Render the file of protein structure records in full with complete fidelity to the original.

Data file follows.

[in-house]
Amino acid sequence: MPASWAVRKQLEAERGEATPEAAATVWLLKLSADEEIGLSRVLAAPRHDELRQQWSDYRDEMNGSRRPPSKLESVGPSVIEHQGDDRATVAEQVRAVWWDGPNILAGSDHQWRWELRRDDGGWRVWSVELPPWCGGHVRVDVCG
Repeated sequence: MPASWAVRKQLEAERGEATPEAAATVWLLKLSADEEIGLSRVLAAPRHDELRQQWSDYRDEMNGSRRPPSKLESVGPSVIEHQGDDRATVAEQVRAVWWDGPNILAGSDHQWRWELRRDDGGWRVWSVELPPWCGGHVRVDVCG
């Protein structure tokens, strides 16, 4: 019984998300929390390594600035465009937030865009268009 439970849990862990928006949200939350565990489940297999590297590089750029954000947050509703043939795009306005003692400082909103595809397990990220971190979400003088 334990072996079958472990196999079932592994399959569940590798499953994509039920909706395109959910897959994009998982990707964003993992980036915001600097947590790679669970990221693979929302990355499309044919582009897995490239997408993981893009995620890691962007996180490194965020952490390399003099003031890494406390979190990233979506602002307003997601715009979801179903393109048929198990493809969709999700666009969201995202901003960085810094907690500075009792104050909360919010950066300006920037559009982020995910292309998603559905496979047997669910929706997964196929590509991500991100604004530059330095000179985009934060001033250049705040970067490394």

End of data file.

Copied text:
[in-house]
Amino acid sequence: MPASWAVRKQLEAERGEATPEAAATVWLLKLSADEEIGLSRVLAAPRHDELRQQWSDYRDEMNGSRRPPSKLESVGPSVIEHQGDDRATVAEQVRAVWWDGPNILAGSDHQWRWELRRDDGGWRVWSVELPPWCGGHVRVDVCG
Repeated sequence: MPASWAVRKQLEAERGEATPEAAATVWLLKLSADEEIGLSRVLAAPRHDELRQQWSDYRDEMNGSRRPPSKLESVGPSVIEHQGDDRATVAEQVRAVWWDGPNILAGSDHQWRWELRRDDGGWRVWSVELPPWCGGHVRVDVCG
């Protein structure tokens, strides 16, 4: 019984998300929390390594600035465009937030865009268009 439970849990862990928006949200939350565990489940297999590297590089750029954000947050509703043939795009306005003692400082909103595809397990990220971190979400003088 334990072996079958472990196999079932592994399959569940590798499953994509039920909706395109959910897959994009998982990707964003993992980036915001600097947590790679669970990221693979929302990355499309044919582009897995490239997408993981893009995620890691962007996180490194965020952490390399003099003031890494406390979190990233979506602002307003997601715009979801179903393109048929198990493809969709999700666009969201995202901003960085810094907690500075009792104050909360919010950066300006920037559009982020995910292309998603559905496979047997669910929706997964196929590509991500991100604004530059330095000179985009934060001033250049705040970067490394």